Although knowledge of mature miRNA sequences alone have enabled the identification of physiologically relevant targets5,17, computational methods have greatly contributed to successful miRNA target prediction, especially after recognition of the miRNA seed region (nt 2–7)18,19,20,21. To date, there is a plethora of computational miRNA target predictions tools, including popular approaches such as TargetScan, MIRZA, and mirSVR2,22,23, which leverage conservation, target sequence context feature information or RNA-RNA hybridization energies and other features to improve prediction accuracy. Purely computational tools predict miRNA target sites across entire 3′UTRs, neglecting cell-type specific miRNA expression level and target site availability, which can lead to numerous and tightly spaced predictions. In vivo AGO-binding information generated from crosslinking and immunoprecipitation (CLIP) followed by sequencing (CLIP-seq or HITS-CLIP) methods has been used to greatly decrease the search space from whole 3′UTRs to about 30–40 nt per AGO footprint24. AGO footprints do not directly reveal the identity of the miRNA engaged, and in many cases, multiple possible miRNA seed matches overlap AGO-binding sites. However, additional anchor points, such as the coverage summit24, but especially the presence of diagnostic events (DEs), rephrase the in vivo prediction problem to the assignment of the most plausible miRNA–mRNA pair within AGO footprints. DEs are introduced in the reverse transcription step during library generation and accumulate directly 5′ upstream of miRNA seed matches. PAR-CLIP (Photoactivatable Ribonucleoside-Enhanced Crosslinking and Immunoprecipitation) enriches for abundant nucleotide conversions (i.e., T-to-C) in the sequenced read25 but requires RNA-labeling with photoactivatable nucleosides (i.e., 4-Thiouridine (4SU)). For HITS-CLIP (high-throughput sequencing of RNAs isolated by crosslinking immunoprecipitation), nucleotide deletions have been mostly recognized to exhibit diagnostic potential26,27. iCLIP (individual-nucleotide resolution crosslinking and immunoprecipitation) on the other hand enriches for read truncations at the +1 nucleotide position of UV-crosslinked nucleotides28. Dedicated computational methods leverage this biochemical, single nucleotide evidence of (RNA-binding protein) RBP-RNA interaction and have improved miRNA target identification accuracy compared to solely sequence-based computational methods29,30. Beyond assigning miRNA seed matches in relation to single nucleotide identifiers, chimeric miRNA–mRNA reads overlapping AGO footprints can be used to unambiguously identify the interacting miRNA31,32,33,34.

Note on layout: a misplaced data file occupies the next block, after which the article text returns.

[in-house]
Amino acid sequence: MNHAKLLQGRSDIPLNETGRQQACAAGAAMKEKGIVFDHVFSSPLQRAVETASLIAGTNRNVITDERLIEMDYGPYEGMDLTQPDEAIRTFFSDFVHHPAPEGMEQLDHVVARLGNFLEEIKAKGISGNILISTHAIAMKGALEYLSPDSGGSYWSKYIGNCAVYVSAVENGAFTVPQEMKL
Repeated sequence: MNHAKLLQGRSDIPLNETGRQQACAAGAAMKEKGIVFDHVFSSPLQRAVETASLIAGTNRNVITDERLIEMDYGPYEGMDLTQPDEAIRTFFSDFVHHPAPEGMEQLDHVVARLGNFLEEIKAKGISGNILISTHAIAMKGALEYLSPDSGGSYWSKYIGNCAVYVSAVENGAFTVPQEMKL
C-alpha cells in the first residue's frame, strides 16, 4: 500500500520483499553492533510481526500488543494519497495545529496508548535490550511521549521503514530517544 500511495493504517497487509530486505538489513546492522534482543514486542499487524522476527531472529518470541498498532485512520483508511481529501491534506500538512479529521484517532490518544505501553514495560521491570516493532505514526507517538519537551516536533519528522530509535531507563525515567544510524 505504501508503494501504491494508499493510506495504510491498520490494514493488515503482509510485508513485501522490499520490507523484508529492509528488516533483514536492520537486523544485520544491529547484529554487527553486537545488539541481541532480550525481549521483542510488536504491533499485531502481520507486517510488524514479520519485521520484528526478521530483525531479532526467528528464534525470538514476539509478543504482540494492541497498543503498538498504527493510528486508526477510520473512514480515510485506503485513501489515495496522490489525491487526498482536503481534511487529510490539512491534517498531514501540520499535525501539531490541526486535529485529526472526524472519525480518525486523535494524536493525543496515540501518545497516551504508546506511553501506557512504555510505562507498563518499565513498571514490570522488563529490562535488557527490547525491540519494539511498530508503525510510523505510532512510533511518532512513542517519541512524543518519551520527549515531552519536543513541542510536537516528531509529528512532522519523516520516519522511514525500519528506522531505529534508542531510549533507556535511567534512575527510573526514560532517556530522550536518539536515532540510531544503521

Here we describe the absolute quantification of miRNAs in Drosophila S2 cells and find that miRNA expression landscapes in Drosophila cell lines are more complex than previously reported, owing to recent technological progress in small RNA cloning. We applied both HITS-CLIP and PAR-CLIP to endogenous AGO1 protein, improving critical steps in the library cloning procedure, and compared the predictive potential of single nucleotide DEs to assign ‘true’ miRNA–mRNA interactions. Making use of these features, we provide the first comprehensive transcriptome-wide map of miRNA target sites in fly. Using quantitative RNA-seq and sub-codon resolution ribosomal footprinting data in response to AGO1 depletion, we further functionally evaluated and validated different types of seed matches, confirming canonical miRNA functions. We suggest that fly cell lines are suitable models to study miRNA function and provide a fully quantitative resource with comprehensive transcriptome-wide miRNA binding sites and functional readouts.